as a performer: i'm usually cool with people telling me if they like the show, and am actually okay with comments of confusion or discomfort with my performance within reason. sometimes audience members will tell me that they got lost, turned around, or didn't get what i was trying to do. i admire someone having the stones to approach me and present that, and i DO want to know if there are some fundamental flaws in my presentation that keeps listeners who are willing to give up a couple of hours of their life for my art from getting it. the norm is for a bunch of people to wait semi-patiently to tell me they dug what i was doing, so the constructive comments can be offered and happily discussed in an appropriately brief manner. i don't want to value anyone's unsolicited comments over the next, but really am okay hearing all kinds of feedback. i think it's interesting when someone cites a particular song or improvisation (which i can never recall) as one of their favorites. i also like hearing comparisons from the listener (you sound just like ornette, have you ever heard this one zappa record, i liked that one part when you were playing with your hands crossed over on the horn, etc.) i'm not sure i try to see the comparisons or run right home and try to incorporate that stuff into what i do, but i sure do get a charge out of hearing people draw parallels for what i do. i also enjoy it when people tell me what they liked about the show itself, allowing me to understand if i tell too many jokes or talk too much or too fast or too soft. (i did a split show with one of my favorite bands at the cedar cultural center and got live recordings from both shows. the guy who ran the sound sent me the copies, and mentioned how he had to 'trim the fat' from the other band's storytelling. this is not a dis to that group at ALL; in fact, the 'fat' is an essential part to the show and a huge reason for their popularity.) it's important to note that i'm totally okay without talking to anybody after my performance. i am usually running through a million experiences in my head from what just happened, breaking them down into digestible chunks. you won't hurt my feelings at all if you hustle out the door to get a jump on the traffic or to make it home in time for the new law & order (i totally get that). i absolutely enjoy chatting it up after a performance, but my ego doesn't require it.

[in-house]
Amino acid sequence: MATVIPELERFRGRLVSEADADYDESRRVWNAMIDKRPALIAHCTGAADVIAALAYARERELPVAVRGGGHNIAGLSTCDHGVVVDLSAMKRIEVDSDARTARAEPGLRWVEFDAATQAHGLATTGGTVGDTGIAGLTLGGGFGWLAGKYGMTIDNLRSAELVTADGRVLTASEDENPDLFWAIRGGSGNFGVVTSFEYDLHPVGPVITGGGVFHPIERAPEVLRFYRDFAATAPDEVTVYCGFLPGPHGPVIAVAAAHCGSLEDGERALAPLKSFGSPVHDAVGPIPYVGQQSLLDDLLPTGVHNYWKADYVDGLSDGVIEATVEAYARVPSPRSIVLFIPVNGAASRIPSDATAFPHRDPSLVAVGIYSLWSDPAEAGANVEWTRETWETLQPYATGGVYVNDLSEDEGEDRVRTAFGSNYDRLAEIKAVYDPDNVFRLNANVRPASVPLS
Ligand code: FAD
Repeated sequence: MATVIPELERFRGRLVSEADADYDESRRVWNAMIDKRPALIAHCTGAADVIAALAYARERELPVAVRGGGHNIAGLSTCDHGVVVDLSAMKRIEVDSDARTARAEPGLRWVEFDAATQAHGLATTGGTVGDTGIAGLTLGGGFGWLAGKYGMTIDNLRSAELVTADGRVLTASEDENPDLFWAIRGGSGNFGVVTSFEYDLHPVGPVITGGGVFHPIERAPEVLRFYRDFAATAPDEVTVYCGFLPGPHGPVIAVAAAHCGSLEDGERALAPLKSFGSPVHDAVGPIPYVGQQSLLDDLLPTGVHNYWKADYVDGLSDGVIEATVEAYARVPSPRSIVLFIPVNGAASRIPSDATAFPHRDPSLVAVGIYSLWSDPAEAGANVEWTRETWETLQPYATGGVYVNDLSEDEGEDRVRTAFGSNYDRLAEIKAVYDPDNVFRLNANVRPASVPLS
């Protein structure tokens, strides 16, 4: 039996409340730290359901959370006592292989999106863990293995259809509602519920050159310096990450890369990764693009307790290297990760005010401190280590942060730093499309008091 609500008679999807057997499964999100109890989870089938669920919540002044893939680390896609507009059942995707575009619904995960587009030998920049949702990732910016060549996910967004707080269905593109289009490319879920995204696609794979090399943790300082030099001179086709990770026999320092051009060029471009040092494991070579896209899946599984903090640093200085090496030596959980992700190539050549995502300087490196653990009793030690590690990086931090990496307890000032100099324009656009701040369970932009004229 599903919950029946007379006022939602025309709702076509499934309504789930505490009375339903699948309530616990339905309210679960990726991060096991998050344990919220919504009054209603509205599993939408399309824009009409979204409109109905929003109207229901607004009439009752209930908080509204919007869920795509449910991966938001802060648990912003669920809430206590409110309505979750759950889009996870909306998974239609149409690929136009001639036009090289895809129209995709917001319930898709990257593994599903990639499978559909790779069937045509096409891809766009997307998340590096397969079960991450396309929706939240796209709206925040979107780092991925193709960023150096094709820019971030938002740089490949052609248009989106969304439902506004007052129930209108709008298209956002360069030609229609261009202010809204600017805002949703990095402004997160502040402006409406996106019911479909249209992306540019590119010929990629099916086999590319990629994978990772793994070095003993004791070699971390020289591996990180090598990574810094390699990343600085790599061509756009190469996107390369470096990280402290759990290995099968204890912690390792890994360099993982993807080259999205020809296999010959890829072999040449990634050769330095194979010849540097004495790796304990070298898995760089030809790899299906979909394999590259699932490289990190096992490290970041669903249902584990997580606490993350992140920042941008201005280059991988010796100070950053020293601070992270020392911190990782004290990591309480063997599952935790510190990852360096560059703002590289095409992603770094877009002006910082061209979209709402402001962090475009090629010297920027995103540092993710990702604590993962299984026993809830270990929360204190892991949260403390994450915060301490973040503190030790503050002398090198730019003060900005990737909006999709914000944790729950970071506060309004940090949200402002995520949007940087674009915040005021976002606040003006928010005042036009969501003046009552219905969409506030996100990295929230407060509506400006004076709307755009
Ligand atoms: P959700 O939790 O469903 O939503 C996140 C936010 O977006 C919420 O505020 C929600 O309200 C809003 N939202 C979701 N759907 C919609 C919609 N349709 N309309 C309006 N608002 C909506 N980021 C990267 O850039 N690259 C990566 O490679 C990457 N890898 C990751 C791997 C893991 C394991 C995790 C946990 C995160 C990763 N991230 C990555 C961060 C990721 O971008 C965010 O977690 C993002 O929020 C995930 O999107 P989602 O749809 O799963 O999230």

as a listener: i find myself trying to think of stuff to say that is intelligent and polite, make it sound like i paid attention to what was going on. as a musician, i can't help but listen critically. knowing what to say isn't too tough for me. first and foremost, i want to thank the performer for putting their neck out there and sharing their wares with an audience. i often remember specifics about what i liked and try to offer up one of them (musical moments, programming, interesting writing, etc). i don't know if they appreciate that, or if i do for that matter, but that's often what i end up doing. thanksthanksthanks and here's what i liked. a biggie for me is i don't speak after a performance with a performer if i wasn't into it. i'm not into phony comments, acting like i enjoyed it when i was ready to leave 90 minutes ago. i don't want someone feeding me that bullshit, so i'm not about to initiate the double standard. the only exceptions i make to this are for my friends and students. i want my friends to be my friends, and i want them to know that i've got their back through thick and thin. i also want to be supportive of students that are out there taking stabs at this. how many people went to concerts of mine when i was taking a dump on stuff right and left? i needed that support, and want to return the favor (does this mean i'm getting old?)